Detailed Summary of Hamlet, Act 4, Scene 4:
Enter Fortinbras, Captain, and army:
Fortinbras, on the march to Poland, pauses for a moment to order one of his captains to go speak with the Danish King. Fortinbras already has permission to cross Danish territory, and all he needs now is a Danish "conveyance," that is, an escort. After delivering his command, Fortinbras marches on.
As Fortinbras and his army exit the stage, in comes Hamlet with his escort--Rosencrantz, Guildenstern, and some others. Hamlet stops the Norwegian Captain and questions him. He learns that Fortinbras is marching against Poland, but not the "main of Poland." They go only "to gain a little patch of ground / That hath in it no profit but the name" (4.4.18-19). The Norwegian Captain bitterly remarks that it isn't worth five ducats, and Hamlet guesses that the battle will cost twenty thousand ducats and two thousand men. Hamlet then remarks, "This is the imposthume [abscess] of much wealth and peace, / That inward breaks, and shows no cause without / Why the man dies" (4.4.27-29). In short, the battle is absolutely meaningless.
Exeunt all but Hamlet:
As the Norwegian Captain leaves, going to face death for nothing, Hamlet seems lost in thought, and Rosencrantz asks if he's ready to go. Hamlet, who is not technically a prisoner, tells the rest to go on ahead, and speaks his fourth soliloquy. He exclaims, "How all occasions do inform against me / And spur my dull revenge!" (4.4.32-33). To "inform" is to denounce or accuse. So Hamlet feels guilty that he hasn't carried out his revenge. He feels that he's not really a man, but only a beast, because all he does is eat and sleep. He should use the reason that God gave him, and act, but he hasn't. And he doesn't know why, perhaps it's "Bestial oblivion, or some craven scruple / Of thinking too precisely on the event" (4.4.40-41). He has "cause and will and strength and means / To do't" (4.4.45-46), but he hasn't.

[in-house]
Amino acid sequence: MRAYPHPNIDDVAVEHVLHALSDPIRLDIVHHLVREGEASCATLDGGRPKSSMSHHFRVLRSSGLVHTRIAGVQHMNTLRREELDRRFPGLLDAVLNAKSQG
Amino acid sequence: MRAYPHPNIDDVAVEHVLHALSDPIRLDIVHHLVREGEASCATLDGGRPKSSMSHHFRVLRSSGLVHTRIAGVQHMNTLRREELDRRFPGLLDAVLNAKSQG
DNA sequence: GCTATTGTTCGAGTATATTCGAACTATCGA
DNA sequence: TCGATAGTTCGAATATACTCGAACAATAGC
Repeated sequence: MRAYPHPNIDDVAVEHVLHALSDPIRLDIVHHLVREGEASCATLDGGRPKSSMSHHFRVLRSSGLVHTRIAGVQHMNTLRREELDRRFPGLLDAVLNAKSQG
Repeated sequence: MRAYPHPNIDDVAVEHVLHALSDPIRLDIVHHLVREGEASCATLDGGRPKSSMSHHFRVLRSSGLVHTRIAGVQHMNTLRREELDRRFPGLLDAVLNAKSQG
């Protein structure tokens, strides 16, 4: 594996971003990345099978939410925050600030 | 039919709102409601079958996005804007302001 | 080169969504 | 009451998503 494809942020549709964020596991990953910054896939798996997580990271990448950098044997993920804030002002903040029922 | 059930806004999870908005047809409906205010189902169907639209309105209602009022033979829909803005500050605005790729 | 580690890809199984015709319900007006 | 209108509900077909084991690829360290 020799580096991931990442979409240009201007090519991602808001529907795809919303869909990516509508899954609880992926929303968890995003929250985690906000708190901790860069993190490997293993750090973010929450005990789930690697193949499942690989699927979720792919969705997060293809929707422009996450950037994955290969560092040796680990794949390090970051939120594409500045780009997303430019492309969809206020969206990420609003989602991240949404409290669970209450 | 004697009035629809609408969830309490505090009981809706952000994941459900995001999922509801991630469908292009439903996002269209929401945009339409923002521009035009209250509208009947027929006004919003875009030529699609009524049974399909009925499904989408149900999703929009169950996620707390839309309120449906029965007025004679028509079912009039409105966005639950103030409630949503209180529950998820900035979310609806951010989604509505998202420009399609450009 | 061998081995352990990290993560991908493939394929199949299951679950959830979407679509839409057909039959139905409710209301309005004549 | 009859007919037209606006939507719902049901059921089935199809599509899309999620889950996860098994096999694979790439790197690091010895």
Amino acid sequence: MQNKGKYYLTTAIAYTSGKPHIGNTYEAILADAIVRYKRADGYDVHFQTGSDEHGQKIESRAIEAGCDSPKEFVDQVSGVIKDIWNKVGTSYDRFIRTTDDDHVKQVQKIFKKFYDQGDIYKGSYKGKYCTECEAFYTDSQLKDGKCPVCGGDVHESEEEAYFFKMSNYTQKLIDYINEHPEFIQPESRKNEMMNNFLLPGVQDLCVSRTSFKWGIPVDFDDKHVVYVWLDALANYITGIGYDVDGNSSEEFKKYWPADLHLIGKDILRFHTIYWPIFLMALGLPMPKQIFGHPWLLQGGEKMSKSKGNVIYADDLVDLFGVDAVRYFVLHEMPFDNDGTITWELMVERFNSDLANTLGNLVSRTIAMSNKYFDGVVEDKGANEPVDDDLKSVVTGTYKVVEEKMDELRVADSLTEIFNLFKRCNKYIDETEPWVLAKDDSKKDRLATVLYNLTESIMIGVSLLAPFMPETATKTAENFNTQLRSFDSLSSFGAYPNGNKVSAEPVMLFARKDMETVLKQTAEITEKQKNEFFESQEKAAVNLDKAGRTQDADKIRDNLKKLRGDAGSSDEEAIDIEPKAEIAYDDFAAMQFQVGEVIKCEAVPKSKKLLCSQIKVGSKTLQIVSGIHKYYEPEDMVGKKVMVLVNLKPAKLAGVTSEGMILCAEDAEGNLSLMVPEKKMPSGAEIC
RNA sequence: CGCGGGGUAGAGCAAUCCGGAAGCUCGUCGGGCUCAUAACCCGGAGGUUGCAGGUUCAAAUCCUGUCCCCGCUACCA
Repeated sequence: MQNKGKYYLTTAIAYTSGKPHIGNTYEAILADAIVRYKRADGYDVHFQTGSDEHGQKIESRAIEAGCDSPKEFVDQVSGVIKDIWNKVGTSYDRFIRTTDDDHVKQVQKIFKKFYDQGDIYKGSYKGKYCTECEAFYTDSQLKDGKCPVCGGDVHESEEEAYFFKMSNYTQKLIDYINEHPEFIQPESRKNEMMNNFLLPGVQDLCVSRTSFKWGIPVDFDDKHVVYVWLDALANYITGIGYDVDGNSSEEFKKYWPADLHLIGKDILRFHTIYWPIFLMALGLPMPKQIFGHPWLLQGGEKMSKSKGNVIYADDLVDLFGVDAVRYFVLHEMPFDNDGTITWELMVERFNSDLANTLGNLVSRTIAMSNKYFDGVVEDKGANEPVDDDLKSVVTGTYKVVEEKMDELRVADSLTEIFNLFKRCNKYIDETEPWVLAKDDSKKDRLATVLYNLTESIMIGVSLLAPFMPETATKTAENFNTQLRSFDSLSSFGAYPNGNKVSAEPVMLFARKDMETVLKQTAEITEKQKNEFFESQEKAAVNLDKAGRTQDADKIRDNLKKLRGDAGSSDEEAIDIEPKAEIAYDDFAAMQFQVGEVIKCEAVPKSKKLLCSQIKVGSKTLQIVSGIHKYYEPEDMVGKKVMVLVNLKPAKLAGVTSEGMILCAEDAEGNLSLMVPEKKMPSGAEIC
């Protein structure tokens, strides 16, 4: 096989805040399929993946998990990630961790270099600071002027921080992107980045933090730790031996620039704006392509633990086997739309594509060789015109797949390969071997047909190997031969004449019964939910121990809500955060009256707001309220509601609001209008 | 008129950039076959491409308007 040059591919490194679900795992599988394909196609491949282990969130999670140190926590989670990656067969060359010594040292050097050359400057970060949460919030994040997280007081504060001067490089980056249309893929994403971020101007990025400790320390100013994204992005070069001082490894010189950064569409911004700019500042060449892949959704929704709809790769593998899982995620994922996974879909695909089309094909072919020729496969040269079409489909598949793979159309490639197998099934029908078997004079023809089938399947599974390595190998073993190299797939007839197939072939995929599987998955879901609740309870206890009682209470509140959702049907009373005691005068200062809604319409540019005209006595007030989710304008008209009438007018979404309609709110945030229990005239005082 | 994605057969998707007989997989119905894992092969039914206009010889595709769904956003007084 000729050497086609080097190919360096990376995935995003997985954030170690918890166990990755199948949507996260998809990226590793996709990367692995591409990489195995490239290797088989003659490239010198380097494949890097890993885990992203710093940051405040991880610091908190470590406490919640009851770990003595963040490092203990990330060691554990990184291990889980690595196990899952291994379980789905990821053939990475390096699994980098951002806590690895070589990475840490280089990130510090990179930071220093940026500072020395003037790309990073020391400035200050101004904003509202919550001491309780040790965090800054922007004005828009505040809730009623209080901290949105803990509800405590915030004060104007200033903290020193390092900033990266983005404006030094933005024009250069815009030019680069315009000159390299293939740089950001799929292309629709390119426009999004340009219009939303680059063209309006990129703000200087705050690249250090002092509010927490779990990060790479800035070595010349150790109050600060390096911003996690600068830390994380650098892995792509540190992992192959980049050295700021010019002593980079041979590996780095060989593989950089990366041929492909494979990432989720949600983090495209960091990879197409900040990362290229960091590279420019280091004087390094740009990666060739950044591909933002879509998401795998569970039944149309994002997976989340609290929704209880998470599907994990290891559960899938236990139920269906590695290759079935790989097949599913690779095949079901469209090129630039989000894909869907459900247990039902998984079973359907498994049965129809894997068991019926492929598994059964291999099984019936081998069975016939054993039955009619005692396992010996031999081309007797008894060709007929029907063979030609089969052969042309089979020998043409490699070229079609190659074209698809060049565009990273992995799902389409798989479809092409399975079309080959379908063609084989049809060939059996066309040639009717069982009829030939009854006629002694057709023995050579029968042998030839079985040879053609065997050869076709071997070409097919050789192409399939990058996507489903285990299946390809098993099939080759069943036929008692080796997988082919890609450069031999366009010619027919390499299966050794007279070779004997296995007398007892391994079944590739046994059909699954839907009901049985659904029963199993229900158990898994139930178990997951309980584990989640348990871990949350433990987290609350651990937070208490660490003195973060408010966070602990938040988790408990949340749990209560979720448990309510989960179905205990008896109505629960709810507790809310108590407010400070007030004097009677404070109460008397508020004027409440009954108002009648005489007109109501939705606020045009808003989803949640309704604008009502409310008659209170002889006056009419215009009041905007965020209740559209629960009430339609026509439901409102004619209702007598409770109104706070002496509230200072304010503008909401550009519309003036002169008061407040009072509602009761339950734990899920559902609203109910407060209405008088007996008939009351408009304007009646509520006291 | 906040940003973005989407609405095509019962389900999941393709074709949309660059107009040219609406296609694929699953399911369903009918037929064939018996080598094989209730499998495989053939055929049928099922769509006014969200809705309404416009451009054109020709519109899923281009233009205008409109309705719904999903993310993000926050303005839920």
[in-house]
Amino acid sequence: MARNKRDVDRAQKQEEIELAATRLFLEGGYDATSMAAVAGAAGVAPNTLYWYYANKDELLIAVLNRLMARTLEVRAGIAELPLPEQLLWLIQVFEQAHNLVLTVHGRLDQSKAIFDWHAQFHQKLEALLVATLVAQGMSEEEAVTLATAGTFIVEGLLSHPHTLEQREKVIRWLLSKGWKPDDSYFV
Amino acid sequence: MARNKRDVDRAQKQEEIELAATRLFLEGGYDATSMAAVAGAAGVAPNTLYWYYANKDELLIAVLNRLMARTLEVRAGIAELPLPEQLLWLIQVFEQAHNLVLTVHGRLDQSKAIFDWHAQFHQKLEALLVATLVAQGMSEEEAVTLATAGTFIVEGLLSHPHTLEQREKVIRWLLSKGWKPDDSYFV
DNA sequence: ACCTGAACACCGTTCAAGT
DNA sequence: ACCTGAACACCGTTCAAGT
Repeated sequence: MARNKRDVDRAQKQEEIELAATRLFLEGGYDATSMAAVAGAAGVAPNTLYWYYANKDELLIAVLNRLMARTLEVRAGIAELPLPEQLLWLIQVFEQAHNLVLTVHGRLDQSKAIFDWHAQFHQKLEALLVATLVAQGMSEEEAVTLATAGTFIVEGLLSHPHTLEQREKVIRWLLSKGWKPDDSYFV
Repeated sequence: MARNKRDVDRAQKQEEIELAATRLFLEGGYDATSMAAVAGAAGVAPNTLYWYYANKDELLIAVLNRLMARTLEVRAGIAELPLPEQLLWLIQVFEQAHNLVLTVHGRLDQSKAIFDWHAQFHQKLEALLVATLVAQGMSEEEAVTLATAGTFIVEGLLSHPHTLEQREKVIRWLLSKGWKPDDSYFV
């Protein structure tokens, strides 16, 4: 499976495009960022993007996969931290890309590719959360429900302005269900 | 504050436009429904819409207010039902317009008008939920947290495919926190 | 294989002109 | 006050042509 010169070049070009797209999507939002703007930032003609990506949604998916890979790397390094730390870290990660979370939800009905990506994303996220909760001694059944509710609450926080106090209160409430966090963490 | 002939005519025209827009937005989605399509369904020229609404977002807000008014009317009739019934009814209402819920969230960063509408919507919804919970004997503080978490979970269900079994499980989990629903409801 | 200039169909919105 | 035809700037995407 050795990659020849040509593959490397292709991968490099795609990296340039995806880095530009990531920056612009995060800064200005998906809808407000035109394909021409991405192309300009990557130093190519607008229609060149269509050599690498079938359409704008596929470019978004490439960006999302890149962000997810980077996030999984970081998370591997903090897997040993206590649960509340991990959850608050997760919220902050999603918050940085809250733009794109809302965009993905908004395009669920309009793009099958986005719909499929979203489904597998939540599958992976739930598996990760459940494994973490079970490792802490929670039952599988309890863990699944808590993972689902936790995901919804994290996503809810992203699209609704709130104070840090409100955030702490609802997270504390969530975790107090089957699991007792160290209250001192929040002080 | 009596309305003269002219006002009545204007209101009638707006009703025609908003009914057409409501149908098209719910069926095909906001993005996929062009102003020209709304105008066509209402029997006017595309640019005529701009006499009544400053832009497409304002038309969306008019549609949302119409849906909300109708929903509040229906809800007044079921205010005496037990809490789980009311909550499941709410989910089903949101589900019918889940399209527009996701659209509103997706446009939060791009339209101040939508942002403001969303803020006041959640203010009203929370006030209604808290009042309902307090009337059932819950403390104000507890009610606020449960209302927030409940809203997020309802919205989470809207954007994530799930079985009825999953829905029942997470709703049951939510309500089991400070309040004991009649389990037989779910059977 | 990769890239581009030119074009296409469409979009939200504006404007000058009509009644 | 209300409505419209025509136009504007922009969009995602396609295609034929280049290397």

From this point on, Hamlet's basic thought is that if Fortinbras can do what he's doing, Hamlet should be able to do what he's supposed to do. But Hamlet undercuts his own argument at every step, because he views Fortinbras as a damn fool. Fortinbras will expose himself "To all that fortune, death and danger dare, / Even for an egg-shell" (4.4.52-53). To Hamlet's shame, Fortinbras is marching off to war, but only to gain a piece of ground "Which is not tomb enough and continent / To hide the slain" (4.4.64-65). In other words, the piece of ground is not large enough to serve as a graveyard for the soldiers who will die in the battle. This seems to be war's ultimate absurdity, and this idea gives a hollow ring to Hamlet's final words of the scene, "O, from this time forth, / My thoughts be bloody, or be nothing worth! (4.4.65-66). Then Hamlet walks off--not to kill the King, but to continue his journey to England with Rosencrantz and Guildenstern.